“The new Crossrail station at Farringdon will enhance the area’s appeal significantly, creating one of the best connected neighbourhoods in the capital.”


Amendments were made to Phase 3 of the Royal Arsenal development at Woolwich to raise funds for Berkeley Homes’ contribution to the construction of the Woolwich Crossrail “box”


Development team: Berkeley Homes
Cost: £100m (Station “Box”)

Initially cancelled in 2006, Woolwich Station was a last-minute addition to the Crossrail programme but one that could again prove critical to the network’s regeneration credentials. Woolwich is within the borough of Greenwich but is also one of the most deprived areas of outer London, with relatively high levels of unemployment in certain zones.

However, Greenwich enjoys the longest river frontage of any London borough (13km) and several of its recent regeneration schemes, including the latest Docklands Light Railway extension, have been focused here.

Crossrail is no different and its new station will be part of Berkeley Homes’ massive £750m Royal Arsenal Riverside development. Consequently, Berkeley Homes is part-funding construction of the station “box” which will be fitted out by others at a future date and will eventually - once further funding is secured - be served by Crossrail services.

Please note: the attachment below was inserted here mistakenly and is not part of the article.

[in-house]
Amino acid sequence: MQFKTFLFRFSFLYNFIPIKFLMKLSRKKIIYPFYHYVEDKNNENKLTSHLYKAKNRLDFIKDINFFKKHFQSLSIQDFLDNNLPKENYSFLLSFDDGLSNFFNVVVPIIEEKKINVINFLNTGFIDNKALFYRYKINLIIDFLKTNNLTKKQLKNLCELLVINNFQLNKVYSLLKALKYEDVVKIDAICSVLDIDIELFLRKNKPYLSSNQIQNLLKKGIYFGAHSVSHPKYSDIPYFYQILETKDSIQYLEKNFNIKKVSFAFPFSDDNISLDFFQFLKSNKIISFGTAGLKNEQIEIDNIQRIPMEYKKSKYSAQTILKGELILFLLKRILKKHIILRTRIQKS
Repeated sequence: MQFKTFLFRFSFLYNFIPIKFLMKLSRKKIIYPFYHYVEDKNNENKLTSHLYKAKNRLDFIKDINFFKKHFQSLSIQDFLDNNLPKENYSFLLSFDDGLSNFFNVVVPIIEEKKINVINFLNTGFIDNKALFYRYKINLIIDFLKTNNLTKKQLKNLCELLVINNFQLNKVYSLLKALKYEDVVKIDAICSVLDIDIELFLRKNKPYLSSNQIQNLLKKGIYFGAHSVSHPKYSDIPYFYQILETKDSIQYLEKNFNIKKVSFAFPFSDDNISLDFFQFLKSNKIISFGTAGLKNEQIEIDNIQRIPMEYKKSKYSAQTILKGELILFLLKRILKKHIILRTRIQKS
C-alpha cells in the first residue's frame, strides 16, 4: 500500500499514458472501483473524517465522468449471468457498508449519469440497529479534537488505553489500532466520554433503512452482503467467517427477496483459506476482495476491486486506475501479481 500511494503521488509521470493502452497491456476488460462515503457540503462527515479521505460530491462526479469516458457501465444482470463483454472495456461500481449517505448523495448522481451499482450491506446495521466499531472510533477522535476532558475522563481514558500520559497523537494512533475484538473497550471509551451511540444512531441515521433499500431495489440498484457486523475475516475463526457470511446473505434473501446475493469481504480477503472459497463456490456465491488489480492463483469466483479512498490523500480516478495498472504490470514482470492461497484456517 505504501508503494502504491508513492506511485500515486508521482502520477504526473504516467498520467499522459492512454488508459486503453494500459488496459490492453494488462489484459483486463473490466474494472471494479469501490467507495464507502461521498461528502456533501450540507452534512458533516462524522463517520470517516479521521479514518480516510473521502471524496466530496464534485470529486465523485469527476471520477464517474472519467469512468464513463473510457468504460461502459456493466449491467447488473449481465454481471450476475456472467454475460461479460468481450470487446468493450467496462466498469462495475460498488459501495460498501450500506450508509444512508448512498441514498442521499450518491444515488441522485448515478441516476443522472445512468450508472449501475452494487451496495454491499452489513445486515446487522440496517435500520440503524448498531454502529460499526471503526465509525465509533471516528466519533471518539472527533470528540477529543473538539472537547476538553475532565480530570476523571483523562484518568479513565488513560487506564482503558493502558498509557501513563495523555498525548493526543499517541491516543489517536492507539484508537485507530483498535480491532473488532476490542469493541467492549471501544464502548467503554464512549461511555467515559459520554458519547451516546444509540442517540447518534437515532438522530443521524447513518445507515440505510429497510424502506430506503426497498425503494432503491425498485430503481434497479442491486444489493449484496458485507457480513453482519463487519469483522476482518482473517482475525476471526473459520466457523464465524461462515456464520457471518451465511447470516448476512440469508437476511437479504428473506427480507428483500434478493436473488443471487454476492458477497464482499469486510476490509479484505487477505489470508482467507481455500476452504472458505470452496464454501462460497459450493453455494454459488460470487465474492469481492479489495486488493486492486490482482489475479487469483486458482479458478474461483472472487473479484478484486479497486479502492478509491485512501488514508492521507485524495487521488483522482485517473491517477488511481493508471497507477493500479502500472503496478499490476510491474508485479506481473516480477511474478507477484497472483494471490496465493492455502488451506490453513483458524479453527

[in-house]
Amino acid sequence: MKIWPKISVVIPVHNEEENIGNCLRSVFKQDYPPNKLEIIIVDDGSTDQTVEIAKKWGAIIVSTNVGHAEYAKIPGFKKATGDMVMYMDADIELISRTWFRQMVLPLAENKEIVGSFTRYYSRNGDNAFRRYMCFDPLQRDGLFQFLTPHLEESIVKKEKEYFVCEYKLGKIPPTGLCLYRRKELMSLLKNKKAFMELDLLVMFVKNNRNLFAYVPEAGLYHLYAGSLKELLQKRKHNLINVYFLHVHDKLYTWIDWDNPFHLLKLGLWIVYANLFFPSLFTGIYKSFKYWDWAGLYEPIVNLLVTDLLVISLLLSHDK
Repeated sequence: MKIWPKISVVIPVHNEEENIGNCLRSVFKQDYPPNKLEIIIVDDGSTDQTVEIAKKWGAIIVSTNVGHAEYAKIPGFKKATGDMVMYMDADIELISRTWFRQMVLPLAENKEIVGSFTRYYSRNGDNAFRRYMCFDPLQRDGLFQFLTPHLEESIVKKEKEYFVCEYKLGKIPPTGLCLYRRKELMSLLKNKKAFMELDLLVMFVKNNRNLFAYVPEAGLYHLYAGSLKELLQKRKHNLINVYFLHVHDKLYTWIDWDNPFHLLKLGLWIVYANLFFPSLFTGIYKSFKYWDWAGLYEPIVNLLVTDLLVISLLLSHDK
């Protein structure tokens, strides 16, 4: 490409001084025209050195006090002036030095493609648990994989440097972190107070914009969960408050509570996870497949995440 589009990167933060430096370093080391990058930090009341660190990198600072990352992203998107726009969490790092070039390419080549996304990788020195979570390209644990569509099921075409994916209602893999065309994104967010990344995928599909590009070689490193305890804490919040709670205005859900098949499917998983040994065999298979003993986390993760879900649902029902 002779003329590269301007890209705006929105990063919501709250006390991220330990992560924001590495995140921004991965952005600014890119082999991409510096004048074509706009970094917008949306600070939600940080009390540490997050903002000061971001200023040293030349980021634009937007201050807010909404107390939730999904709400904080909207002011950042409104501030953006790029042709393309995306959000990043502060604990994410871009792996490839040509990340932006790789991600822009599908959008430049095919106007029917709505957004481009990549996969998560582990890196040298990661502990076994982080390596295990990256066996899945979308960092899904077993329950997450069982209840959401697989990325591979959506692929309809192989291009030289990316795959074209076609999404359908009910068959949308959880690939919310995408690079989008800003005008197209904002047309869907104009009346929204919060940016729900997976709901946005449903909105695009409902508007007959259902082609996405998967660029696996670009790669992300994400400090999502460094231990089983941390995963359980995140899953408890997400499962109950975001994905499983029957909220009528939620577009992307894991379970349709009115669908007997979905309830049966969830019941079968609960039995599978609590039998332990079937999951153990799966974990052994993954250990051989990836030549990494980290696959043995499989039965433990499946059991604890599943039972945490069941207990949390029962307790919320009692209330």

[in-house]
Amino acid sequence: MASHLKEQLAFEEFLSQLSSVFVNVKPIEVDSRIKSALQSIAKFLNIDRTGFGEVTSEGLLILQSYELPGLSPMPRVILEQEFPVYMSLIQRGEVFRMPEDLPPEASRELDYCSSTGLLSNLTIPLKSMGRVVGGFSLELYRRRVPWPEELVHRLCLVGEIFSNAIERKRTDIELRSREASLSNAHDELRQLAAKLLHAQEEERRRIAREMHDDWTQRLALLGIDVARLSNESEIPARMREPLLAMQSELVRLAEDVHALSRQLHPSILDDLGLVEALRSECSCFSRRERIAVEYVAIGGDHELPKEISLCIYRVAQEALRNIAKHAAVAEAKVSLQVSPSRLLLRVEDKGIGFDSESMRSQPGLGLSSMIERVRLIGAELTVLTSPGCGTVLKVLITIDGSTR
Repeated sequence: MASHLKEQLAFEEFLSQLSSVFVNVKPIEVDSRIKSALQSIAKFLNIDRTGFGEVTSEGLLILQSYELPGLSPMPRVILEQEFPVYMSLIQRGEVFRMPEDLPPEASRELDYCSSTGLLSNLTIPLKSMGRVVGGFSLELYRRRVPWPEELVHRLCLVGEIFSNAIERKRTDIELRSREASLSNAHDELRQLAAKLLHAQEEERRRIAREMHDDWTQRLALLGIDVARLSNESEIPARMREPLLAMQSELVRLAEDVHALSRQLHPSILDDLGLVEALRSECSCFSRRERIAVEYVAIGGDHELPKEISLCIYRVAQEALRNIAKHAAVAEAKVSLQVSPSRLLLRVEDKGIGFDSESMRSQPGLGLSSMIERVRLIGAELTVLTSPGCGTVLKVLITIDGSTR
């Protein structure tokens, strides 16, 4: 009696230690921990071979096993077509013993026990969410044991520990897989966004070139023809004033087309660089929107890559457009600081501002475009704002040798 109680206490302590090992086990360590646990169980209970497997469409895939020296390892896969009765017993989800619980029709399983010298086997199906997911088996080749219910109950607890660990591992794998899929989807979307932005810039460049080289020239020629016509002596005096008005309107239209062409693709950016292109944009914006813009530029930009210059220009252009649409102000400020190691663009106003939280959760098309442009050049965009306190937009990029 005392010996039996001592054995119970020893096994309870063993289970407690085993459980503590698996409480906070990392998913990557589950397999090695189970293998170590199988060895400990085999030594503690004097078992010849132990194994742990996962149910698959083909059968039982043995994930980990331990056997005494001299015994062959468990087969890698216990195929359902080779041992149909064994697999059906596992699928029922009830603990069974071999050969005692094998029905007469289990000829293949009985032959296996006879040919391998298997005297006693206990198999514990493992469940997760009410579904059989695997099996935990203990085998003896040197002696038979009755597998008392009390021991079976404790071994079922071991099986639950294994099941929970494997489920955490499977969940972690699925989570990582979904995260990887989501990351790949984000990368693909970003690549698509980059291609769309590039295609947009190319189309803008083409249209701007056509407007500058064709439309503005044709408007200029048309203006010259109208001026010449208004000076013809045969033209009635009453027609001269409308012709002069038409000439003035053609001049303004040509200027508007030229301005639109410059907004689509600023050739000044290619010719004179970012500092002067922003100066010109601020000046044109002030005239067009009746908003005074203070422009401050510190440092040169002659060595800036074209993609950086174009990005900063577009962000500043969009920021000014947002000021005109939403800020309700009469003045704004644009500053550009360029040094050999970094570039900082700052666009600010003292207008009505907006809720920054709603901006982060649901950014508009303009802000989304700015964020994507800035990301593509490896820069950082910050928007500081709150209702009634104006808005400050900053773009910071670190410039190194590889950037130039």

The Royal Arsenal development is already one of the biggest symbols of Woolwich’s regeneration and is one of the largest regeneration projects in London. A total of 1,700 homes have already been built on the site and another 3,700 are planned in future phases. The former military armaments site is already well served by overground railway services, the DLR and multiple bus routes. So is Crossrail necessary?

According to Greenwich council leader Chris Roberts, it is. “Nothing can cement the regeneration of Woolwich more than the inclusion of a Crossrail station.”
If successful, Woolwich could indeed form a regeneration template for other suburban town centres along the Crossrail route. Although the stations along its central tunnel section have attracted most attention, the majority of the route passes though satellite town centres such as Ealing, Ilford, Romford and Southall within London and the likes of Slough, Maidenhead and Brentwood outside the capital.

These areas do not enjoy the multiple public transport options available in central London and will therefore be even more reliant on the connectivity, investment and employment opportunities Crossrail
could bring.